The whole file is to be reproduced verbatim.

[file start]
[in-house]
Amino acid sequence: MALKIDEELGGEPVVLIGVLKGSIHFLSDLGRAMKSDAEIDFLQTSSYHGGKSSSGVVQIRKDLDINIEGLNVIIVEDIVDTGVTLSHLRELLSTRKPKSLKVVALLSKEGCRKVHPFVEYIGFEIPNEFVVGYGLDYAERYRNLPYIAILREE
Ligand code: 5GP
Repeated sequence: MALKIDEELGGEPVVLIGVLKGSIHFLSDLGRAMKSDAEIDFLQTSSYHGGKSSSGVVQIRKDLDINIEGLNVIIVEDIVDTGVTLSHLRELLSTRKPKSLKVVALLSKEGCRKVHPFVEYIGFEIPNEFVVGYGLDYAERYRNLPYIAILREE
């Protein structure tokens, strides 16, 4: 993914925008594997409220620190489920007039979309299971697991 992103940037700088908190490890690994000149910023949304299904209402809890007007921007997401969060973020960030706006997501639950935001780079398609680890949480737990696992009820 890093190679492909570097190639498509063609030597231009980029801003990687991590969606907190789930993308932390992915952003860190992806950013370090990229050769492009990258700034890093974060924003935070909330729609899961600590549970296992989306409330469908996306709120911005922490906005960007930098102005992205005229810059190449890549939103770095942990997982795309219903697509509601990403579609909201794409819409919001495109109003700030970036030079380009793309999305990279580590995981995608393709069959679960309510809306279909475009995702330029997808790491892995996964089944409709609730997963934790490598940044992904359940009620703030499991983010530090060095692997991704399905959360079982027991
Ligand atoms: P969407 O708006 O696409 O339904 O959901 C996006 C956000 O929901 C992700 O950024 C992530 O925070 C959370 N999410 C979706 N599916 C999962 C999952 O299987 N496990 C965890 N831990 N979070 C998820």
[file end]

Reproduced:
[in-house]
Amino acid sequence: MALKIDEELGGEPVVLIGVLKGSIHFLSDLGRAMKSDAEIDFLQTSSYHGGKSSSGVVQIRKDLDINIEGLNVIIVEDIVDTGVTLSHLRELLSTRKPKSLKVVALLSKEGCRKVHPFVEYIGFEIPNEFVVGYGLDYAERYRNLPYIAILREE
Ligand code: 5GP
Repeated sequence: MALKIDEELGGEPVVLIGVLKGSIHFLSDLGRAMKSDAEIDFLQTSSYHGGKSSSGVVQIRKDLDINIEGLNVIIVEDIVDTGVTLSHLRELLSTRKPKSLKVVALLSKEGCRKVHPFVEYIGFEIPNEFVVGYGLDYAERYRNLPYIAILREE
């Protein structure tokens, strides 16, 4: 993914925008594997409220620190489920007039979309299971697991 992103940037700088908190490890690994000149910023949304299904209402809890007007921007997401969060973020960030706006997501639950935001780079398609680890949480737990696992009820 890093190679492909570097190639498509063609030597231009980029801003990687991590969606907190789930993308932390992915952003860190992806950013370090990229050769492009990258700034890093974060924003935070909330729609899961600590549970296992989306409330469908996306709120911005922490906005960007930098102005992205005229810059190449890549939103770095942990997982795309219903697509509601990403579609909201794409819409919001495109109003700030970036030079380009793309999305990279580590995981995608393709069959679960309510809306279909475009995702330029997808790491892995996964089944409709609730997963934790490598940044992904359940009620703030499991983010530090060095692997991704399905959360079982027991
Ligand atoms: P969407 O708006 O696409 O339904 O959901 C996006 C956000 O929901 C992700 O950024 C992530 O925070 C959370 N999410 C979706 N599916 C999962 C999952 O299987 N496990 C965890 N831990 N979070 C998820």